Why does your child want the same foods over and over again? Why are mealtimes a struggle? We might think he’s just being stubborn, like his dad. Or that he just really loves those veggie straws. There is a chance though that there are underlying issues that are making eating more challenging, even uncomfortable for your child. As a speech therapist who works with children with feeding challenges, part of my work is to screen for underlying causes to picky eating and refer to other healthcare specialists so that your child is at their best for learning to eat new foods. I recommend parents take a look at the following:
1. Check up on those teeth. How are your child’s teeth? Do they need a dental check up? Are they super anxious about letting anyone near their mouths? Find a good pediatric dentist to rule out cavities or other issues that might be making chewing uncomfortable.
2. How are the things going in the bathroom? If your child isn’t using the bathroom daily, there may be a reason he doesn’t want to eat. If you had an upset, bloated stomach, think of how painful eating would be. Talk with your doctor about why he might not be going to the bathroom. A common cause of constipation can be too little fiber. And I realize your child isn’t at the stage where they’re going to start munching on brussell sprouts, but don’t worry, we’ll get there. Another reason behind less frequent visits to the bathroom can be due to a food sensitivity with dairy being the number one culprit. Talk to your doctor to find out why (he may refer you to an allergist, a dietitian, or a nutritionist) and in the meantime, we’ll also discuss other ways to get in that fiber!
3. The five senses. Your child’s five senses (actually six senses when we include their vestibular system which means their sense of balance) can impact their ability to eat. If your child appears to be very sensitive to touch or seeks out a lot of touch (like they’re crashing into everything all of the time), becomes easily upset or seem to get overwhelmed by noise, there may be a sensory processing issue occurring. An occupational therapist specialized in this area can help your child learn to integrate the sight, sound, touch, smell, and visual (and balance) information that they’re getting so that the body is in a calmer, more ready state to eat.
4. Tethered oral tissue. Tethered oral tissue refers to lip or tongue attachments (tongue ties) that may be causing your child difficulty having the range of motion they need with their tongue and/or lips to chew their food. If your child had difficulty breastfeeding that wasn’t due to milk supply but more so to latch, this can be a good indicator. An SLP or OT specialized in this area can help to identify when a tethered oral tissue may be impacting feeding and refer to an ENT or dentist for a diagnosis. If your child is still breastfeeding, it would be best to speak with an International Board Certified Lactation Consultation.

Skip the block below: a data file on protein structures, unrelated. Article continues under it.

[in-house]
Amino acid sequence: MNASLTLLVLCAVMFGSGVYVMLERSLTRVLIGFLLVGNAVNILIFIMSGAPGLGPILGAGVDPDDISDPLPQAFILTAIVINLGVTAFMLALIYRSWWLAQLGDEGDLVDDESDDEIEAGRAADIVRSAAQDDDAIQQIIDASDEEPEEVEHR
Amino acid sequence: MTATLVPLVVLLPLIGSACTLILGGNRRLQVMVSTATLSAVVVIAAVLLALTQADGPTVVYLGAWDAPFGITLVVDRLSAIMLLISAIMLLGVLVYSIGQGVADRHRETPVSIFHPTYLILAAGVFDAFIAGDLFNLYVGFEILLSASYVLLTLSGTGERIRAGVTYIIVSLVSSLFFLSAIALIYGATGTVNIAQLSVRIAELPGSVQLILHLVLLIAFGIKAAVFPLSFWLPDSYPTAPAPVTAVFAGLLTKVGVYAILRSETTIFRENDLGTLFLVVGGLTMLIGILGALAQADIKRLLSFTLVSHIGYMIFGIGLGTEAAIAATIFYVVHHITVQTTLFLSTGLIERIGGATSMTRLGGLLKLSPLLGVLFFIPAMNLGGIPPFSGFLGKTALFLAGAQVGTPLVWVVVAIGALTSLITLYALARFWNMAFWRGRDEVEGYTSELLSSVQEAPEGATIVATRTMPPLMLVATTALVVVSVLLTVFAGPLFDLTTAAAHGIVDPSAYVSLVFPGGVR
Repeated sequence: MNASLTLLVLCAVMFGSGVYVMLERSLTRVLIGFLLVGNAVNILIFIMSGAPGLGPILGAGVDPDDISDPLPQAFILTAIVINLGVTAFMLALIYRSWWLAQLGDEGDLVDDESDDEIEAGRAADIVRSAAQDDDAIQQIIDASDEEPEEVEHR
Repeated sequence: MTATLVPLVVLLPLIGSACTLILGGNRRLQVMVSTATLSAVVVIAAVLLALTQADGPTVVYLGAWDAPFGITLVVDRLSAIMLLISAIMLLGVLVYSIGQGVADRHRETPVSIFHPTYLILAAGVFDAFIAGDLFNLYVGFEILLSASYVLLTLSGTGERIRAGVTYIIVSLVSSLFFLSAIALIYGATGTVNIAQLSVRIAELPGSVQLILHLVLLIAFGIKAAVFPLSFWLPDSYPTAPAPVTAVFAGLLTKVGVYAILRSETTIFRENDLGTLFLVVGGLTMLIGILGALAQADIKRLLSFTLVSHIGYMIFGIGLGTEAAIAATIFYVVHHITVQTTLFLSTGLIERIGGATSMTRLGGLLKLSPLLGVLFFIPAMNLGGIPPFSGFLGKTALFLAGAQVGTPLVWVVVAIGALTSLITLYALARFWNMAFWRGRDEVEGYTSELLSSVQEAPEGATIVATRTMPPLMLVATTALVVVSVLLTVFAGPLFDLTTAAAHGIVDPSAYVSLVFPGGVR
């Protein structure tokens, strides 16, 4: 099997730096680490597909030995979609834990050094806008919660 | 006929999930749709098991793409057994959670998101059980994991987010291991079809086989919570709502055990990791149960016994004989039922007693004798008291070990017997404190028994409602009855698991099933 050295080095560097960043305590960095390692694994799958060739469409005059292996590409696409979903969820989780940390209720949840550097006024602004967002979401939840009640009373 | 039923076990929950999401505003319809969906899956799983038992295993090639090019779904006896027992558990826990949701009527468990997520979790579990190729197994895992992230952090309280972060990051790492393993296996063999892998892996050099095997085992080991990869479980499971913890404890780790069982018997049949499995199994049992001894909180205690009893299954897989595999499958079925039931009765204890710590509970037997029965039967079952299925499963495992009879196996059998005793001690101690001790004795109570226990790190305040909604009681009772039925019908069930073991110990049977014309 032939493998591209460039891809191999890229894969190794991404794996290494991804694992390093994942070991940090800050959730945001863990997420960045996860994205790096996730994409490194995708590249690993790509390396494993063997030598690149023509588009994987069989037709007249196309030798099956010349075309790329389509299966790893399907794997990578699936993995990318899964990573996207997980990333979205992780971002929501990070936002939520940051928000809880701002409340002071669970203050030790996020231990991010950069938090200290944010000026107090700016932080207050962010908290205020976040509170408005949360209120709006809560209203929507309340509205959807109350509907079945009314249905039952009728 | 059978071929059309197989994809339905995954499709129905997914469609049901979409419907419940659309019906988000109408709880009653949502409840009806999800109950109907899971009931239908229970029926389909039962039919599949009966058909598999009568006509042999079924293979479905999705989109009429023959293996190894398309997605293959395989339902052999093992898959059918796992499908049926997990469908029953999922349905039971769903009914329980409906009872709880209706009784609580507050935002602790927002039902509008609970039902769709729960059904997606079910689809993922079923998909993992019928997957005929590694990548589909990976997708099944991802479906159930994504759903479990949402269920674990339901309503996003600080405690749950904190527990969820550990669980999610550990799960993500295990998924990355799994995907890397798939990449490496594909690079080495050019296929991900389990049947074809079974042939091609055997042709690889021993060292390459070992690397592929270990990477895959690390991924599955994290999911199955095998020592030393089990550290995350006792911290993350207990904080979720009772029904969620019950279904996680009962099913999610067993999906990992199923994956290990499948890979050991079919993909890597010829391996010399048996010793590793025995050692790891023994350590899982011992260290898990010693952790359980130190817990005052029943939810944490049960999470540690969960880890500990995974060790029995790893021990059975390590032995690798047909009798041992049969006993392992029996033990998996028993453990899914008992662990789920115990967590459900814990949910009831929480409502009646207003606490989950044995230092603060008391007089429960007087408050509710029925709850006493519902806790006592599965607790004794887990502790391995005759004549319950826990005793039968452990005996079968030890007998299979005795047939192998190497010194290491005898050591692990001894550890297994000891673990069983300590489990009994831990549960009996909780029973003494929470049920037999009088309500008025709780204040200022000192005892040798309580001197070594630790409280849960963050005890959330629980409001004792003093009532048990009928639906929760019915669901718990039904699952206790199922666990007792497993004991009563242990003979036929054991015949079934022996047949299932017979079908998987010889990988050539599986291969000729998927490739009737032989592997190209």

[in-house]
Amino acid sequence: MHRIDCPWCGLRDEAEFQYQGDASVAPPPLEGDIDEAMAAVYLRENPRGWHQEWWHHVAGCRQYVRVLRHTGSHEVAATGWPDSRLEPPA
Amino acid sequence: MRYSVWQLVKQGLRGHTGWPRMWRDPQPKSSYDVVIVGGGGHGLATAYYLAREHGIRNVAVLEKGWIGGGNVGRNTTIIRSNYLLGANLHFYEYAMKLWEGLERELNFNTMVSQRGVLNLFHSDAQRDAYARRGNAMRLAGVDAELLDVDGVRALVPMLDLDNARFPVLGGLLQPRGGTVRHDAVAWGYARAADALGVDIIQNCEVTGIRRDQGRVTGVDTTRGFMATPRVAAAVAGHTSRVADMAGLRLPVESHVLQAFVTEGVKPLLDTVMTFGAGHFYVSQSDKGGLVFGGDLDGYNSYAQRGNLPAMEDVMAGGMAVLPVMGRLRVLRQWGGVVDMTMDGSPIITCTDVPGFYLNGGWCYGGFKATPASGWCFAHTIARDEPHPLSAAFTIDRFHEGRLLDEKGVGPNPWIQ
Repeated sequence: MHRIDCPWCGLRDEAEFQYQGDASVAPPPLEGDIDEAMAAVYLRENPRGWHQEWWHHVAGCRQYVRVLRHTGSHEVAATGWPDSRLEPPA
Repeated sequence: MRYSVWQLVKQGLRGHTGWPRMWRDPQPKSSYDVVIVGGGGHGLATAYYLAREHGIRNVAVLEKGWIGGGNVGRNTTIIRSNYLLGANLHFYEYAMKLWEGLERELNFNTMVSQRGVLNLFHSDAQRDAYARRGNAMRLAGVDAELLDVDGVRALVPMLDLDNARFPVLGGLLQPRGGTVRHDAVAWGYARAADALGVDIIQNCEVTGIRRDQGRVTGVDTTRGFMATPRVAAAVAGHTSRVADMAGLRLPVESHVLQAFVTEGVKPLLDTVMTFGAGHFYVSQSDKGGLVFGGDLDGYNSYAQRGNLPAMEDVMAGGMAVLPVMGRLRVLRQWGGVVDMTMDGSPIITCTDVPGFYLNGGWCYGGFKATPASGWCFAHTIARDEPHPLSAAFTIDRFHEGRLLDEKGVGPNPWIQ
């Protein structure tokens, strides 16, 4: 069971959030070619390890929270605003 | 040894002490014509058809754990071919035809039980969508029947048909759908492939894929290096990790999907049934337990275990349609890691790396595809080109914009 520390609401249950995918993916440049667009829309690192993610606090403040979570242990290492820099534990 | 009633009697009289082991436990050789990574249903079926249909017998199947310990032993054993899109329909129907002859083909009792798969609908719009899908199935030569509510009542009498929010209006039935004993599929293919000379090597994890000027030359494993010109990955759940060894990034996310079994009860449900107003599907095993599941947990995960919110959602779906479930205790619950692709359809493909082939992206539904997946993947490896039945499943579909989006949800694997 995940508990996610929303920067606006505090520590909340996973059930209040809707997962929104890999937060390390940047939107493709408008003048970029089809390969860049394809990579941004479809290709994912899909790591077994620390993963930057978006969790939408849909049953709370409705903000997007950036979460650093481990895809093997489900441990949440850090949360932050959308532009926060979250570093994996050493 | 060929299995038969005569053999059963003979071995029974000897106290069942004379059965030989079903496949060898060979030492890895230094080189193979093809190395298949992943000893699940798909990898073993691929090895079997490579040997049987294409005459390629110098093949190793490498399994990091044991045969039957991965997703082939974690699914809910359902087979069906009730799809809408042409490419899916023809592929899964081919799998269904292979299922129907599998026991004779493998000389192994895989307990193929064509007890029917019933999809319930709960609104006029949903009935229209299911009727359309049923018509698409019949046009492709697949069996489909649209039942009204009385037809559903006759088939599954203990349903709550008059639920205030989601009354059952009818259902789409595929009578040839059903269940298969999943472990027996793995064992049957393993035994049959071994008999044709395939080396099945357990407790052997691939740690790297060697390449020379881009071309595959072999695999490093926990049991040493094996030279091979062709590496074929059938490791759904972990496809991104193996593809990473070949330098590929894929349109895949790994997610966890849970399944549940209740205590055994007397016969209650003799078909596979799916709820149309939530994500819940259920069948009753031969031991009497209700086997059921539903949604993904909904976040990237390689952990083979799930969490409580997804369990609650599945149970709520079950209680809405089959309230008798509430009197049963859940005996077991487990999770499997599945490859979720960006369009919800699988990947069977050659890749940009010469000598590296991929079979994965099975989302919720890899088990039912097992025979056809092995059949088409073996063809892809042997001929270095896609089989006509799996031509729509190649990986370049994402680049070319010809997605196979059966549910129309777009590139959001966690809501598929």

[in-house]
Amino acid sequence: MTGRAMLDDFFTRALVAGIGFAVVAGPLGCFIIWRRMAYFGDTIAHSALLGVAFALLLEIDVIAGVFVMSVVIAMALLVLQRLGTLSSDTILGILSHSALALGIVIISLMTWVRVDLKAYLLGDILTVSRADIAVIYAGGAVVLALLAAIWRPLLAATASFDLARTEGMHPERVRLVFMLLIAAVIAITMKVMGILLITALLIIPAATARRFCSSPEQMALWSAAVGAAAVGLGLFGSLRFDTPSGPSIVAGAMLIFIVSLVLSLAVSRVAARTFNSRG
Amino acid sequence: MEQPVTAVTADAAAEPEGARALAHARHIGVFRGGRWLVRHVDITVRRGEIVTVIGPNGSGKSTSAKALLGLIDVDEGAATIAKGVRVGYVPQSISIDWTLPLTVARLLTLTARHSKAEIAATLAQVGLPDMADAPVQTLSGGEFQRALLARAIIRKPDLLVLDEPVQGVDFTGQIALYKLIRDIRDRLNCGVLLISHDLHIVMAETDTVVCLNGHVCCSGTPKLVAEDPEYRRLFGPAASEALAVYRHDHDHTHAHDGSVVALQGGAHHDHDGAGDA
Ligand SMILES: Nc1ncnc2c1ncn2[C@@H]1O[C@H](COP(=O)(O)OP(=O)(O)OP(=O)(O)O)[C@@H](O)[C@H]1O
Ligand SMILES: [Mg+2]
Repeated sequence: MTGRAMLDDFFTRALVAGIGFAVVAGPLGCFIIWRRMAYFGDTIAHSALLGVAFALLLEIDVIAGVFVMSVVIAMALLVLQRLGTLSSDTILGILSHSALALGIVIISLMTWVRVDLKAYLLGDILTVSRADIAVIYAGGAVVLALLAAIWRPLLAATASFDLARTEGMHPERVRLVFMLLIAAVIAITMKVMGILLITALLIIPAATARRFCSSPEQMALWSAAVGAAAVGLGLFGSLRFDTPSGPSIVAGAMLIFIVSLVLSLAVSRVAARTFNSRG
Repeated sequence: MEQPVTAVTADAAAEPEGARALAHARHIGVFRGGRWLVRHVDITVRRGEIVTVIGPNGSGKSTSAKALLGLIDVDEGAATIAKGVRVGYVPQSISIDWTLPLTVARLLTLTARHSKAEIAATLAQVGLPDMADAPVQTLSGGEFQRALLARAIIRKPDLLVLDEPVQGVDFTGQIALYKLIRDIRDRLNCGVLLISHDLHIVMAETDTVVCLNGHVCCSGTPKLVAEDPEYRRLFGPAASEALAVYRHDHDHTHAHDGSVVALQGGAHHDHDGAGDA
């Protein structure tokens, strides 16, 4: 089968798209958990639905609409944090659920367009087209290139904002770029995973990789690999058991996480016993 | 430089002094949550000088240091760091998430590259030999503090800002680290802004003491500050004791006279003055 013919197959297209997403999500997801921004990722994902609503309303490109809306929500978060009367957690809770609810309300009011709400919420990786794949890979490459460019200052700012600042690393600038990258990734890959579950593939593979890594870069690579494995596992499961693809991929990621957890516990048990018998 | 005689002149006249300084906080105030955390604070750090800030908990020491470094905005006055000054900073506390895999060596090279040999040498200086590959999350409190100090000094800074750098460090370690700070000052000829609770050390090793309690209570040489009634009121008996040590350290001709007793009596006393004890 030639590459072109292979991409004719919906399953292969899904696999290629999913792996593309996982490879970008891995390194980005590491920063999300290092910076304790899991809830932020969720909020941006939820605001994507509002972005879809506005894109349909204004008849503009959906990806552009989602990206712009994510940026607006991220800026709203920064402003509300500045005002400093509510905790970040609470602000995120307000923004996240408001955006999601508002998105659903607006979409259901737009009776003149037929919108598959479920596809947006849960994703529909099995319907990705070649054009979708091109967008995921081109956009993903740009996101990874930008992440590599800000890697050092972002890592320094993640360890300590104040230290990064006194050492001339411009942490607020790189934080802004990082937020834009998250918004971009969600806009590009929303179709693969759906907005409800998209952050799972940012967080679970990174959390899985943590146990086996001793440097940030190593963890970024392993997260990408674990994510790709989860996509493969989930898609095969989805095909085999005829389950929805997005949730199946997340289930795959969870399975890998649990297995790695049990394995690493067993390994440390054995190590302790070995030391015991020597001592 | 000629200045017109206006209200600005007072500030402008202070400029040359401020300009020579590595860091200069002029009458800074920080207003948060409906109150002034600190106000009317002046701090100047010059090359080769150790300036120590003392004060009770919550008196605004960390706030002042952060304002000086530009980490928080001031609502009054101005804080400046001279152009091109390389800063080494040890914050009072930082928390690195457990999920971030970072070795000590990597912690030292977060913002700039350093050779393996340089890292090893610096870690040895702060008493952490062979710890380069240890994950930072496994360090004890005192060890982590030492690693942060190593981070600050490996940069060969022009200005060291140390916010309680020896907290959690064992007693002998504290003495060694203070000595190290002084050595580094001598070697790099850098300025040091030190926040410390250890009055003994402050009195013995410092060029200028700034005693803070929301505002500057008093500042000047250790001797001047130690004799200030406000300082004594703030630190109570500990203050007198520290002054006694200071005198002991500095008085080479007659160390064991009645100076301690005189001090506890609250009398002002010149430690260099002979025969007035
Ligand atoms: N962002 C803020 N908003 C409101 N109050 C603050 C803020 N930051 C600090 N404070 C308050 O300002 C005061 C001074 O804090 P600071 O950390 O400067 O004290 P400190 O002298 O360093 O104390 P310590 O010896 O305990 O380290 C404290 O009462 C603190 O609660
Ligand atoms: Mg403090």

5. Abs of Steel? If your child has core weakness or has a condition that results in hypotonia (low muscle tone), they may have more difficulty eating. If your child does not have the strength to sit up without staying propped up constantly on their elbows or without leaning forward or backward when eating, your child may need improved muscle strength and precision to be a better eater. Working with a physical therapist, occupational therapist, or speech therapist depending on where the areas of weakness are can improve your child’s ability to eat.
It can feel like quite the journey at times to get at the root of a child’s feeding difficulties. It is a journey well worth taking as a child’s eating habits are a strong predictor of their health as an adult. Often children have had an underlying condition or difficulty with chewing a certain texture of food and have learned to avoid entire food textures, food groups, or everything but Veggie Straws. Understanding why you child might be having difficulty feeding gives us more compassion for his difficulties at mealtime and helps us to get to the root cause so that we get them feeding better and being healthier sooner. This information is intended to substitute medical advice. If you have any concerns about your child’s feeding, speak with your doctor.